If you haven't already seen the screaming headlines across the blogosphere declaring the arrival of Internet Armageddon for a quarter-million PCs because of a virus, allow us to get you up to speed. Believe it or not, some of the 4 million computers hijacked by Estonian and Russian hackers
through a long-running botnet called DNSChanger are still not patched, over eight months after the FBI and Estonian authorities broke up the ring in November of 2011.
The botnet took control of PCs, changing their DNS settings
to connect to rogue DNS servers, which allowed the ring to reroute a user's click on web advertisements to alternative sites and replace web ads with those of companies that paid the ring for clicks. When the FBI shut down the rogue DNS servers at the center of the ring, the US District Court for the Southern District of New York appointed Internet Systems Consortium, a not-for-profit company, to keep running replacement DNS servers so affected users would not lose Internet access before they could remove the botnet and fix their DNS settings. The FBI also posted tools to help PC owners check to see if their system was affected by the botnet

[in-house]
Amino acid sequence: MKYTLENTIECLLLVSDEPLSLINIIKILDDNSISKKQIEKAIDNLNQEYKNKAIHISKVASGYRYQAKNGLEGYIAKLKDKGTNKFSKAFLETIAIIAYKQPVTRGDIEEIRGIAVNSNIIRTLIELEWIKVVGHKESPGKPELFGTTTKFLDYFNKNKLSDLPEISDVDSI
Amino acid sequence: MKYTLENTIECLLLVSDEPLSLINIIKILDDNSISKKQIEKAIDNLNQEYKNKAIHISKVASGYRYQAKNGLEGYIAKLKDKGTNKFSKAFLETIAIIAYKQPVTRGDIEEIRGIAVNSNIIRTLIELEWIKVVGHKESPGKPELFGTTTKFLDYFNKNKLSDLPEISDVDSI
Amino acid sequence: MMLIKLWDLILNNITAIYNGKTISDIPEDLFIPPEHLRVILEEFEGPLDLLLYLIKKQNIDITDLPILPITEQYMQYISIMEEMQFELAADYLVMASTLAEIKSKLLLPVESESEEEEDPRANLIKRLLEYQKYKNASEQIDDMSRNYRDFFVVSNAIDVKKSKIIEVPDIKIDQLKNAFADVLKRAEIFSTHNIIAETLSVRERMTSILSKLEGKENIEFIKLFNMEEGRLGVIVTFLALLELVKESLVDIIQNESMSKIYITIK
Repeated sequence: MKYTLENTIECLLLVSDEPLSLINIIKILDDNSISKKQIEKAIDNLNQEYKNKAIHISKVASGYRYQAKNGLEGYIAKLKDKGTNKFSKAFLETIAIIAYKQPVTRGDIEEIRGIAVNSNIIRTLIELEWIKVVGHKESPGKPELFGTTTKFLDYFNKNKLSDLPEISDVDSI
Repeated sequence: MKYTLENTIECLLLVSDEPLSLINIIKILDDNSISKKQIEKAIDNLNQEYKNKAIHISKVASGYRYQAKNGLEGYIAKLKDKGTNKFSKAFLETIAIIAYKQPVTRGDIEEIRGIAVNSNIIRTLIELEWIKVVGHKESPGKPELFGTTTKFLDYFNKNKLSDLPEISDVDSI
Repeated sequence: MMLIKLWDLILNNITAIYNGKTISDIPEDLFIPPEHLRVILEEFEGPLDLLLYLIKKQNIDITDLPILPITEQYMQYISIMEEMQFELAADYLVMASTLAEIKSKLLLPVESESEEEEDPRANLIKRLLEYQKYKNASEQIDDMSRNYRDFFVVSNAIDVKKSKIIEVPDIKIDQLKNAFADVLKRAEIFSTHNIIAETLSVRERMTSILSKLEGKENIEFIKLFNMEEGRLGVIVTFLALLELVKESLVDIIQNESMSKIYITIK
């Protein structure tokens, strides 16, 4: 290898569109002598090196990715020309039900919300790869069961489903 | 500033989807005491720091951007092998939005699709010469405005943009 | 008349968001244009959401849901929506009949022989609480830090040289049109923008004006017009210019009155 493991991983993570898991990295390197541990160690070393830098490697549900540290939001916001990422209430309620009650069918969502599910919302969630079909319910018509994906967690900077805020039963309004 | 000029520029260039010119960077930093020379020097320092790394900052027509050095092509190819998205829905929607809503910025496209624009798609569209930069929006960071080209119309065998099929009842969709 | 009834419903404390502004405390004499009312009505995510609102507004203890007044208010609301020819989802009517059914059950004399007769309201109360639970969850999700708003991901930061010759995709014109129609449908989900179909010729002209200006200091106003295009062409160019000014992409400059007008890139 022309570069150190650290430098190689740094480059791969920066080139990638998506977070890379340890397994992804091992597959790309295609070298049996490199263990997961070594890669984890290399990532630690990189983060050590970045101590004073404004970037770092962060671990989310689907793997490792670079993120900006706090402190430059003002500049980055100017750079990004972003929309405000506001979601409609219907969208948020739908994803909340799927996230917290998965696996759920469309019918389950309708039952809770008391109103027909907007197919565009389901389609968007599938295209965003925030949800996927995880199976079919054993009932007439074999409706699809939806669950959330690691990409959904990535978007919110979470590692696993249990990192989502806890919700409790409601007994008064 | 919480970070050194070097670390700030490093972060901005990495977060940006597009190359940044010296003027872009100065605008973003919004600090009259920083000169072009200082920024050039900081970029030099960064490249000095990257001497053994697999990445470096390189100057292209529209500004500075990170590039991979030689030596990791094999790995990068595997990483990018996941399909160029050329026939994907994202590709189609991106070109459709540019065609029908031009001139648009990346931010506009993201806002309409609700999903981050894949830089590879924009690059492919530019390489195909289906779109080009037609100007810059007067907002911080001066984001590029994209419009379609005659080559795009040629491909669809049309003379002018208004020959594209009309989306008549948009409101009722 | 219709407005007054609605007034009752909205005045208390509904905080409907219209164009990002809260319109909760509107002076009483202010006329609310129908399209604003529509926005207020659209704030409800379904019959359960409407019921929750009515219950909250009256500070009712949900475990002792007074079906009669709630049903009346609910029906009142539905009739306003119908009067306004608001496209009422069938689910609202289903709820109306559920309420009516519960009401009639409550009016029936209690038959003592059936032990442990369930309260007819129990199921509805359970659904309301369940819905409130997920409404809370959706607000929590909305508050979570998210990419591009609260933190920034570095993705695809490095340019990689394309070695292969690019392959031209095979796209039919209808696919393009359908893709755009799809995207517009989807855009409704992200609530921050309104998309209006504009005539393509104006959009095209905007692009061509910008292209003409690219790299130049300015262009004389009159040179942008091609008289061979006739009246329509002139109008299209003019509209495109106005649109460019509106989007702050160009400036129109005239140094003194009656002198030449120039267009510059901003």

. (If you haven't checked yours, go there now.)
On Monday, July 9, the court order runs out, and ISC will pull the plug on the DNS servers. But by some estimates, as many as 300,000 computers are still using the DNS servers to resolve their Internet searches. Those systems will lose the ability to resolve domain names for web sites and email when the server is disconnected.
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